By Luke Furman for The Beaver County Times
AMBRIDGE — More than a dozen student volunteers grabbed the handlebars Friday morning and worked to assemble 50 bicycles for foster children about to reach self-independence.
The students, who belong to a University of Pittsburgh PittServes program called Jumpstart, broke into small teams at Allison Park Church in Ambridge with a stack of cardboard Huffy boxes scattered throughout the large room.
The nonprofit Together We Rise, which helps to improve the lives of children in foster care, donated the bikes to the church for one of its annual Serve Day outreach programs, but the charity left some manual assembly required.
Bethany Jarmul, who handles public relations for Allison Park Church, said it had never before held a bicycle assembly outreach program.
“Children are the future, and it’s important for us to have programs and give back to our communities,” Jarmul said. “Foster-care children usually can’t afford a car after emancipation and don’t have means of transportation.”
The church takes part in the annual Serve Day, formerly known as Servolution, with hundreds of other congregations nationwide. While talking about the meaning of the outreach project, Thomas Manning, director of Allison Park Church’s Ambridge campus, paraphrased part of Matthew 20:28 that reads, “The Son of Man did not come to be served, but to serve.”
“In the past, we’ve given backpacks to children, paid for customers’ ice cream at an ice cream shop, brought people groceries and served people breakfast at a bus stop,” Manning said. “We’re happy PittServes students came to partner with us.”
PittServe’s Jumpstart discovered Allison Park Church’s Serve Day project from a grant application by the Network of Hope and decided to take part, said Christine Chua, a student executive of Jumpstart.
Network of Hope functions as a nonprofit connected to Allison Park Church’s main campus, Ambridge campus, Deer Lakes campus and its soon-to-be-opened Butler campus.
Julie Mikus, who serves as director for the decades-old entity, said this year’s Serve Day consists of more than 30 outreach projects, which range from lot beautification in Homewood to working on a garden that feeds local refugees in Troy Hill.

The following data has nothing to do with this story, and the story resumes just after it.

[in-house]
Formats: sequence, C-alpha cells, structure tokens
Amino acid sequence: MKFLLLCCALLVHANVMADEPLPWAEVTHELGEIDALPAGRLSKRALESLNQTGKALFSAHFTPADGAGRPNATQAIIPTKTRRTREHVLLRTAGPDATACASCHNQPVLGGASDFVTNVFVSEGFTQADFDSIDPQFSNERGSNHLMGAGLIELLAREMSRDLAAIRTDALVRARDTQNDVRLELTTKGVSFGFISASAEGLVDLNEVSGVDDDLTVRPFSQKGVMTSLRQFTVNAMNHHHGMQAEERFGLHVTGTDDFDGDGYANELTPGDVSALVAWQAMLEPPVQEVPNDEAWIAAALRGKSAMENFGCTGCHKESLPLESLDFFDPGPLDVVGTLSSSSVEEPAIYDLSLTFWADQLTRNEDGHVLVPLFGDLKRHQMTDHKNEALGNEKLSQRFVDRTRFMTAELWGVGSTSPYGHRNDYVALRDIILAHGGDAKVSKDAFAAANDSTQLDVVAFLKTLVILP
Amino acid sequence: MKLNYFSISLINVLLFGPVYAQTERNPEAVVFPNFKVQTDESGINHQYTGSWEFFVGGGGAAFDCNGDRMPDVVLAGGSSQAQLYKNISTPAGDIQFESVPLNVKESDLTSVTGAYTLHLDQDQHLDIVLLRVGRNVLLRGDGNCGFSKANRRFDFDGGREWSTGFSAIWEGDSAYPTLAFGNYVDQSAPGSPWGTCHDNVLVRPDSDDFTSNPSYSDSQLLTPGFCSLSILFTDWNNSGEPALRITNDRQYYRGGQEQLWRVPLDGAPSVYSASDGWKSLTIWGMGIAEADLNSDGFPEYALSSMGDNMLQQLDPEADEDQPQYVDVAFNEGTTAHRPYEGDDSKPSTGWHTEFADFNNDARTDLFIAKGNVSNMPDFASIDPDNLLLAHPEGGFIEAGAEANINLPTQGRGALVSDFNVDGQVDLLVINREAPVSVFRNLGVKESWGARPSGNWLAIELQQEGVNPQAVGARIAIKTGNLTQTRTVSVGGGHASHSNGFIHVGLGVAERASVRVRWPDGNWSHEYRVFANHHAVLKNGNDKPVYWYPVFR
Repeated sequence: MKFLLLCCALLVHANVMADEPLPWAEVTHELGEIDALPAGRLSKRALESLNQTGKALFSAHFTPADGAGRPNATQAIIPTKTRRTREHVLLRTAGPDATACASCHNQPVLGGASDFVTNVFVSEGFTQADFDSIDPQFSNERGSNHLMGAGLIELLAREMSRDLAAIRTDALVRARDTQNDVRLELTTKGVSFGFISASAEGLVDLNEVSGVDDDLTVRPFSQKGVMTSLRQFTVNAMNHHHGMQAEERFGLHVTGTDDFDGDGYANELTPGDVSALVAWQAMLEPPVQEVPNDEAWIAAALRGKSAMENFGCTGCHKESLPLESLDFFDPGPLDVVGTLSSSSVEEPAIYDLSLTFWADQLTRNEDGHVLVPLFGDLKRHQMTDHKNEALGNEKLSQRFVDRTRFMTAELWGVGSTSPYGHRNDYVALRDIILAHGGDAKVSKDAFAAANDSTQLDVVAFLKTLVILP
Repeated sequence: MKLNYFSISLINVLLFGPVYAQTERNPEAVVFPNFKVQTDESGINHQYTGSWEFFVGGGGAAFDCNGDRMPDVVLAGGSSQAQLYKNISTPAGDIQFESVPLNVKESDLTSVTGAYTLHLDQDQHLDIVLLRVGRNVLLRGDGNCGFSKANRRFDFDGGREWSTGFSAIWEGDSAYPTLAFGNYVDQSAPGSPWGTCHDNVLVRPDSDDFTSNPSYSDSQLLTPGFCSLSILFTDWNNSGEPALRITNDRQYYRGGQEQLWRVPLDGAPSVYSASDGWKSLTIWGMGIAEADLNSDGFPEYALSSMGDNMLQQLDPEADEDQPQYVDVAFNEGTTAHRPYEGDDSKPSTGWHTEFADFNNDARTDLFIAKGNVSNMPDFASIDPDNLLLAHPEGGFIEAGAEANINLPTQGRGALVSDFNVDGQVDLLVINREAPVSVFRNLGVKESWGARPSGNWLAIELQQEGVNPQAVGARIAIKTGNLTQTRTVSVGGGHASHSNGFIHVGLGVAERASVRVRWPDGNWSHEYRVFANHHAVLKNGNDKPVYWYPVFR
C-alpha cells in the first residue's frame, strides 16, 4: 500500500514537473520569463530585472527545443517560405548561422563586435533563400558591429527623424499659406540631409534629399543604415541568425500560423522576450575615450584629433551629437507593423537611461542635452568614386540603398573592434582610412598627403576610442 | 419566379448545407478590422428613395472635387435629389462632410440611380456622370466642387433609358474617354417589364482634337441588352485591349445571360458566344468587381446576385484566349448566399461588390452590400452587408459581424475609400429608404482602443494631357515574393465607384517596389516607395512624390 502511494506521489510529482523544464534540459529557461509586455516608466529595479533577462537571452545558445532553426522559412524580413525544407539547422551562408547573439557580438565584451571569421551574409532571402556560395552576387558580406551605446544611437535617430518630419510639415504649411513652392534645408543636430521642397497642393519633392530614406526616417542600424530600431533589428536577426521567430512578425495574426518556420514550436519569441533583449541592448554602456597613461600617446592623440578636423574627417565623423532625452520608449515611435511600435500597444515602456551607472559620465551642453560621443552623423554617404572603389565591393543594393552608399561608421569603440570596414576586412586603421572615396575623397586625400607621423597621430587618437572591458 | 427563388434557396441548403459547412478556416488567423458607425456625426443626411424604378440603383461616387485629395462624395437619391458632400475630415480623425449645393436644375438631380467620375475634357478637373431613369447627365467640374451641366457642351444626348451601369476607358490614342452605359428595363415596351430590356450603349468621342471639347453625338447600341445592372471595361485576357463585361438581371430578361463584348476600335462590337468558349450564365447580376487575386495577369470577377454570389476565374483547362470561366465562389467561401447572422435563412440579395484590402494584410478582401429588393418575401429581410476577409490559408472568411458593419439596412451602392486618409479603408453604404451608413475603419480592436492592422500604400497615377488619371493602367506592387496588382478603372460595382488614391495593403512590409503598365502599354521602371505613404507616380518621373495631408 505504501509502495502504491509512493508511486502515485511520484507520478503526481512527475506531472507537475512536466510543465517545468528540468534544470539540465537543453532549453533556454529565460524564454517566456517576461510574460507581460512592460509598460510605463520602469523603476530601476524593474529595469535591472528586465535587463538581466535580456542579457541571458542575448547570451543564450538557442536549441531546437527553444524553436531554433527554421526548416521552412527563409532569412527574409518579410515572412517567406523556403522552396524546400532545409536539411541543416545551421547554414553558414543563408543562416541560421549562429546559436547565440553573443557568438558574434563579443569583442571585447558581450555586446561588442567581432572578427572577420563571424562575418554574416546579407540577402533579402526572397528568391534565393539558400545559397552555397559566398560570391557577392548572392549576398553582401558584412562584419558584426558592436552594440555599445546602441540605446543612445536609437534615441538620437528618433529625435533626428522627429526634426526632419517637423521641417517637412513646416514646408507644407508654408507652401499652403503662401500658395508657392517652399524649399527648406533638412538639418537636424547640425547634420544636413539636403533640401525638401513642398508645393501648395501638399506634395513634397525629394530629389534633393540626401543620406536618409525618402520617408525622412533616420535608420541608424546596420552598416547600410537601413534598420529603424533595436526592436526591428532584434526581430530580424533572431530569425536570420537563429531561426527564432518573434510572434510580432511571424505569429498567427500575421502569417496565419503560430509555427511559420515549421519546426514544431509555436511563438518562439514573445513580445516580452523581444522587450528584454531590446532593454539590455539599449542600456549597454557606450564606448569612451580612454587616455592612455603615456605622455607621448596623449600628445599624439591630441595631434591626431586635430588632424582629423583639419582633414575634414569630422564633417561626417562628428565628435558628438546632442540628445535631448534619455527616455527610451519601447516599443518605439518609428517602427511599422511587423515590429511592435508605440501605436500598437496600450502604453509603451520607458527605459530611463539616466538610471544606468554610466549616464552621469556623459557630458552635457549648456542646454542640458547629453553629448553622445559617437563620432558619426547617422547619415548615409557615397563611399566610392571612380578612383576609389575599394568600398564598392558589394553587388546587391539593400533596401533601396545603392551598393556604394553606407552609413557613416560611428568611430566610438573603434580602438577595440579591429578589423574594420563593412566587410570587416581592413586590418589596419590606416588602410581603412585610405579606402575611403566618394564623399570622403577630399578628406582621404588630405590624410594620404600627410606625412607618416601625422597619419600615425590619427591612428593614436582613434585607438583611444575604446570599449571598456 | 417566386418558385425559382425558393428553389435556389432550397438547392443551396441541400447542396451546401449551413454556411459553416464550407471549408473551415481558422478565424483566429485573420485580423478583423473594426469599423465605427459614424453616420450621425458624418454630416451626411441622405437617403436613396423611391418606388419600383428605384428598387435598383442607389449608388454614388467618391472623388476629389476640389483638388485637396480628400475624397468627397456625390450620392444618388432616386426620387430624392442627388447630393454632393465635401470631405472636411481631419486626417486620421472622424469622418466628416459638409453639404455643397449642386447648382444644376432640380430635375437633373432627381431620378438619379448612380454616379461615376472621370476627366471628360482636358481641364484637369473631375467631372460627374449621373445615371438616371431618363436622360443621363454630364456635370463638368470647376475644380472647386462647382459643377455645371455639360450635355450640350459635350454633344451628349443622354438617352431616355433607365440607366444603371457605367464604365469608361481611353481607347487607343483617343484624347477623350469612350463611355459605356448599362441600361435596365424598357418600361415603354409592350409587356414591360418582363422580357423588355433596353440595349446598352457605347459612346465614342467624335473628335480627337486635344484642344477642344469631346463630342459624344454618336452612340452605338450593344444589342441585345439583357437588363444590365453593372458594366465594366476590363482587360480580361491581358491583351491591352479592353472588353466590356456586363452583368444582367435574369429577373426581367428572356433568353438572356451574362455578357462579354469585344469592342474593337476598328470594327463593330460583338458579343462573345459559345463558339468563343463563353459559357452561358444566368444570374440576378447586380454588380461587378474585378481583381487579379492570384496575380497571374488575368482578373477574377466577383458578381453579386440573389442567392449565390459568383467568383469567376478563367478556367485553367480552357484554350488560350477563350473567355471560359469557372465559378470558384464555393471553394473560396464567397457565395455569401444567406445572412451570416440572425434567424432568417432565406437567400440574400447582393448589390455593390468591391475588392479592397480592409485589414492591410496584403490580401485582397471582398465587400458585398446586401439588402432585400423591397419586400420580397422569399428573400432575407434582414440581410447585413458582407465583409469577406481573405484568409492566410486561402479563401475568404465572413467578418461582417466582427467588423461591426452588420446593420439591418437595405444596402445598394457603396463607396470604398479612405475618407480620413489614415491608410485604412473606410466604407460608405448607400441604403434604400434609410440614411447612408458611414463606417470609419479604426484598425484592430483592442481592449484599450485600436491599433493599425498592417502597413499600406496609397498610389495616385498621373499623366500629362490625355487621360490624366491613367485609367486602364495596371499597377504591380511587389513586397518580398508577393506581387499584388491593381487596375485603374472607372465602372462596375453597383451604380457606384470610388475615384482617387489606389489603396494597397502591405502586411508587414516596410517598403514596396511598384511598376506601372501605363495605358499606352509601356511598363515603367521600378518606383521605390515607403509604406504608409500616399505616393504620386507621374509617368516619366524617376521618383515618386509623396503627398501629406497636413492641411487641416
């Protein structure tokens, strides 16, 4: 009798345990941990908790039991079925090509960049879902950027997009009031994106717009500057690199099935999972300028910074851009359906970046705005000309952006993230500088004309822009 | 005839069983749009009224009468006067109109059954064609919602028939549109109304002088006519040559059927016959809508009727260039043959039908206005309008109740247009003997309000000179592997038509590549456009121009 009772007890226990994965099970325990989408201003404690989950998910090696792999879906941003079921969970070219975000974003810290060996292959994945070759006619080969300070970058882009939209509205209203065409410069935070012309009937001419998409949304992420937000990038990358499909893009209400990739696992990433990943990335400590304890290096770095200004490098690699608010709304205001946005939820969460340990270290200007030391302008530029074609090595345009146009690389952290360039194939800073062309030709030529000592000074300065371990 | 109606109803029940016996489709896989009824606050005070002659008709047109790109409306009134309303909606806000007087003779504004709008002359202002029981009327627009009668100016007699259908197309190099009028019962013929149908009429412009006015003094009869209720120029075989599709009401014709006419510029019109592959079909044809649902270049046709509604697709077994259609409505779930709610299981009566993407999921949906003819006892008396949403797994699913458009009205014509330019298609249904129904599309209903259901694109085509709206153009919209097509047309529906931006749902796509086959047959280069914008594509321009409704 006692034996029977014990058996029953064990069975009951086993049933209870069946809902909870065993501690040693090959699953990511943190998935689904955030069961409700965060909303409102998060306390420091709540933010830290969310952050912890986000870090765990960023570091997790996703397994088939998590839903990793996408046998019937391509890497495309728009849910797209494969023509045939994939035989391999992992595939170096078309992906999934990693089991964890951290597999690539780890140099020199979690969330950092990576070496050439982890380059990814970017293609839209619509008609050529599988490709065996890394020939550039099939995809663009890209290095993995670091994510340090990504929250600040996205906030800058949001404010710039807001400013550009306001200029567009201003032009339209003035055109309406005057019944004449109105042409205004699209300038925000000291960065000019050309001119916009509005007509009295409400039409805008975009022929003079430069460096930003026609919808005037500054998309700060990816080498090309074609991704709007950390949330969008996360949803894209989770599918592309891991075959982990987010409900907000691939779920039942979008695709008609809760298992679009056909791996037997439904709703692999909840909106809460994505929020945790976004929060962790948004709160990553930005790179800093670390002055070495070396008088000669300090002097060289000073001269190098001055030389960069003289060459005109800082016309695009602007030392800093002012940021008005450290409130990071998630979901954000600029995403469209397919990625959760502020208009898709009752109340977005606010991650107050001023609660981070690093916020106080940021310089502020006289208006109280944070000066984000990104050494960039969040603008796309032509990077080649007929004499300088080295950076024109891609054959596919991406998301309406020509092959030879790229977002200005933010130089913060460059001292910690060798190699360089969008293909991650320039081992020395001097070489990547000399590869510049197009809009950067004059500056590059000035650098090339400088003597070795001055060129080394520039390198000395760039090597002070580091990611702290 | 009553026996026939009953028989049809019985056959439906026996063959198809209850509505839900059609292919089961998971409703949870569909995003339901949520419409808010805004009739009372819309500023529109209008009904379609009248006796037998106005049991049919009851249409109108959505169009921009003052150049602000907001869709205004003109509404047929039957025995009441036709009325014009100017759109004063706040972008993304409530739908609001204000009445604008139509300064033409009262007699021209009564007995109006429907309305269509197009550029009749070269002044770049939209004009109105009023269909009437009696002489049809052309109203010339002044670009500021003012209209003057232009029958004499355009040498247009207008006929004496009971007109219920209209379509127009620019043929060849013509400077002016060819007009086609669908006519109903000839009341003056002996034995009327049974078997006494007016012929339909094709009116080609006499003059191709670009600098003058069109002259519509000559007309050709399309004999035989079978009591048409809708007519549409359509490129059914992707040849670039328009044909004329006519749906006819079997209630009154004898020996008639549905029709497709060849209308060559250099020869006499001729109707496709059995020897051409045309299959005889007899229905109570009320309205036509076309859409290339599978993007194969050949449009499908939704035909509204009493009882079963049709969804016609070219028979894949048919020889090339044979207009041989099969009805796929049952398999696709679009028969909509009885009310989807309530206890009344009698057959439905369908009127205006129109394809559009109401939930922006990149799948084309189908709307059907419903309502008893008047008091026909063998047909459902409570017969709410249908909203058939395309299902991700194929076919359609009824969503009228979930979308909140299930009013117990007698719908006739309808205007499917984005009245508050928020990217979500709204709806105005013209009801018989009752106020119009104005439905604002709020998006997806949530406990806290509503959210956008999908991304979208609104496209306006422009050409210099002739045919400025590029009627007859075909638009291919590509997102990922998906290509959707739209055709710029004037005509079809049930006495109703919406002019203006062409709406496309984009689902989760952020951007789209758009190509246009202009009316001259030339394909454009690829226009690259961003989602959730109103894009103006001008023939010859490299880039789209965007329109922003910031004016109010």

“The vision of Serve Day is to communicate the love of God in a real and tangible way and to reach those who are hurting or lost,” Mikus said.
Mikus estimated that 1,000 volunteers would turn out for the projects over the weekend, and the Pitt students in Jumpstart ranked among the first of them, beginning their work at 9:30 a.m. Friday.
“We usually work with kids in low-income areas,” Chau said. “We can only do service projects on Friday because we work with preschoolers from Monday to Thursday for kindergarten preparedness.”
However, not everyone in Jumpstart volunteers on the basis of being an education major. Several volunteers major in the sciences and other nonpedagogical studies.
“A lot of it is helping people from low-income areas,” said Sid Dash, who studies biology at Pitt.
The project presented many of the student volunteers with their first opportunity to assemble a bike straight from the box. Unlike home assembly, instruction manuals proved a must, at least for the first one.
“It’s my first time assembling a whole bike, but not the first time putting on a wheel,” Pitt student Robert Brown-Gartei said.
“We haven’t really had experience with assembling bikes, but we are happy to learn,” Chau said.
The bicycles came in two styles: a white street bicycle with sea-foam-green accented tires and a black mountain bike with streaks of an intense forest green.